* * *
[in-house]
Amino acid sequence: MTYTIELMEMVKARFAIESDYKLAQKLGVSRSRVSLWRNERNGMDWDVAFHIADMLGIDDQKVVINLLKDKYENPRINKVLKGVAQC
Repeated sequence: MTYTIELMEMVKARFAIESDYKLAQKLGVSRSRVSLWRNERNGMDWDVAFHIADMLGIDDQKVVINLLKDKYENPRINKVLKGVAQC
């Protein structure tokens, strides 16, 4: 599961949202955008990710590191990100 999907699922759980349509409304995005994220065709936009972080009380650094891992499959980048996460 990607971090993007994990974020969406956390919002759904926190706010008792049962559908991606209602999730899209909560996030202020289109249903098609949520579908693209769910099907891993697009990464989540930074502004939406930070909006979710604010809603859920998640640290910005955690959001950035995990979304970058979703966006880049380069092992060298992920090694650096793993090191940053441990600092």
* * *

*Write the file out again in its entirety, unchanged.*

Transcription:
[in-house]
Amino acid sequence: MTYTIELMEMVKARFAIESDYKLAQKLGVSRSRVSLWRNERNGMDWDVAFHIADMLGIDDQKVVINLLKDKYENPRINKVLKGVAQC
Repeated sequence: MTYTIELMEMVKARFAIESDYKLAQKLGVSRSRVSLWRNERNGMDWDVAFHIADMLGIDDQKVVINLLKDKYENPRINKVLKGVAQC
């Protein structure tokens, strides 16, 4: 599961949202955008990710590191990100 999907699922759980349509409304995005994220065709936009972080009380650094891992499959980048996460 990607971090993007994990974020969406956390919002759904926190706010008792049962559908991606209602999730899209909560996030202020289109249903098609949520579908693209769910099907891993697009990464989540930074502004939406930070909006979710604010809603859920998640640290910005955690959001950035995990979304970058979703966006880049380069092992060298992920090694650096793993090191940053441990600092």